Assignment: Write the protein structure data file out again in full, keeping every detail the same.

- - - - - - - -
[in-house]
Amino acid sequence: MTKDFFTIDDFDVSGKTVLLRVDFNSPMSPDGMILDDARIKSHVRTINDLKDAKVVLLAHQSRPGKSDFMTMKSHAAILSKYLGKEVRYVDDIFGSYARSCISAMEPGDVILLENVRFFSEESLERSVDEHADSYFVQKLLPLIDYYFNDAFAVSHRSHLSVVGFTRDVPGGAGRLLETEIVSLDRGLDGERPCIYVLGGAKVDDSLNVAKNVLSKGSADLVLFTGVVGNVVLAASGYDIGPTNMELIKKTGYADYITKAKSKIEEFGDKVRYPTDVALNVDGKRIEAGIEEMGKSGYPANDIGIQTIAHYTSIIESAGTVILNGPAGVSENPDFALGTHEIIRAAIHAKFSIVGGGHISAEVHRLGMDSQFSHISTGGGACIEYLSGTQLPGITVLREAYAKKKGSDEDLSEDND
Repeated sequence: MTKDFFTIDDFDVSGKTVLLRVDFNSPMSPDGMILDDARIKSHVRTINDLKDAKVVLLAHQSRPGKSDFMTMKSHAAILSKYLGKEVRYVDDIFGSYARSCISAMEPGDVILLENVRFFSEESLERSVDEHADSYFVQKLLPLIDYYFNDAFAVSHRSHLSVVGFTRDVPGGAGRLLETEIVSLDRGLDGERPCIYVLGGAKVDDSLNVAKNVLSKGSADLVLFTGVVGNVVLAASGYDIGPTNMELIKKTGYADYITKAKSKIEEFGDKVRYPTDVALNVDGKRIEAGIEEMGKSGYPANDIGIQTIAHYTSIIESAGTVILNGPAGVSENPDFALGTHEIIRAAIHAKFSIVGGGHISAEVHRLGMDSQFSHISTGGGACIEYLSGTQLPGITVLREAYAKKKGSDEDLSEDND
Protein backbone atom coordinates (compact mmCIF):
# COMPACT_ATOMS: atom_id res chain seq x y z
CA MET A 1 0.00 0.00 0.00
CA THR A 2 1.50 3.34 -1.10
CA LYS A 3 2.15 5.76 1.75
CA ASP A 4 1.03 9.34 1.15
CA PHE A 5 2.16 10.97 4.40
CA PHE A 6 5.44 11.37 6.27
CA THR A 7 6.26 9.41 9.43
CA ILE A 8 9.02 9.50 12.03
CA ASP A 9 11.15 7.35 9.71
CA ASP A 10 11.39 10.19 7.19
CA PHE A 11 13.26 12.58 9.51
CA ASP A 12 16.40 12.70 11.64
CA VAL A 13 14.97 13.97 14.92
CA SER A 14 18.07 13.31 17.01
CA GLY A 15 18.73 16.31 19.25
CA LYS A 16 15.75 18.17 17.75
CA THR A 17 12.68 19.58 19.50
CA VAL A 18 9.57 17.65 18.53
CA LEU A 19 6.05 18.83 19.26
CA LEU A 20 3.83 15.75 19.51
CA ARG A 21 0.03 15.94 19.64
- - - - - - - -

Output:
[in-house]
Amino acid sequence: MTKDFFTIDDFDVSGKTVLLRVDFNSPMSPDGMILDDARIKSHVRTINDLKDAKVVLLAHQSRPGKSDFMTMKSHAAILSKYLGKEVRYVDDIFGSYARSCISAMEPGDVILLENVRFFSEESLERSVDEHADSYFVQKLLPLIDYYFNDAFAVSHRSHLSVVGFTRDVPGGAGRLLETEIVSLDRGLDGERPCIYVLGGAKVDDSLNVAKNVLSKGSADLVLFTGVVGNVVLAASGYDIGPTNMELIKKTGYADYITKAKSKIEEFGDKVRYPTDVALNVDGKRIEAGIEEMGKSGYPANDIGIQTIAHYTSIIESAGTVILNGPAGVSENPDFALGTHEIIRAAIHAKFSIVGGGHISAEVHRLGMDSQFSHISTGGGACIEYLSGTQLPGITVLREAYAKKKGSDEDLSEDND
Repeated sequence: MTKDFFTIDDFDVSGKTVLLRVDFNSPMSPDGMILDDARIKSHVRTINDLKDAKVVLLAHQSRPGKSDFMTMKSHAAILSKYLGKEVRYVDDIFGSYARSCISAMEPGDVILLENVRFFSEESLERSVDEHADSYFVQKLLPLIDYYFNDAFAVSHRSHLSVVGFTRDVPGGAGRLLETEIVSLDRGLDGERPCIYVLGGAKVDDSLNVAKNVLSKGSADLVLFTGVVGNVVLAASGYDIGPTNMELIKKTGYADYITKAKSKIEEFGDKVRYPTDVALNVDGKRIEAGIEEMGKSGYPANDIGIQTIAHYTSIIESAGTVILNGPAGVSENPDFALGTHEIIRAAIHAKFSIVGGGHISAEVHRLGMDSQFSHISTGGGACIEYLSGTQLPGITVLREAYAKKKGSDEDLSEDND
Protein backbone atom coordinates (compact mmCIF):
# COMPACT_ATOMS: atom_id res chain seq x y z
CA MET A 1 0.00 0.00 0.00
CA THR A 2 1.50 3.34 -1.10
CA LYS A 3 2.15 5.76 1.75
CA ASP A 4 1.03 9.34 1.15
CA PHE A 5 2.16 10.97 4.40
CA PHE A 6 5.44 11.37 6.27
CA THR A 7 6.26 9.41 9.43
CA ILE A 8 9.02 9.50 12.03
CA ASP A 9 11.15 7.35 9.71
CA ASP A 10 11.39 10.19 7.19
CA PHE A 11 13.26 12.58 9.51
CA ASP A 12 16.40 12.70 11.64
CA VAL A 13 14.97 13.97 14.92
CA SER A 14 18.07 13.31 17.01
CA GLY A 15 18.73 16.31 19.25
CA LYS A 16 15.75 18.17 17.75
CA THR A 17 12.68 19.58 19.50
CA VAL A 18 9.57 17.65 18.53
CA LEU A 19 6.05 18.83 19.26
CA LEU A 20 3.83 15.75 19.51
CA ARG A 21 0.03 15.94 19.64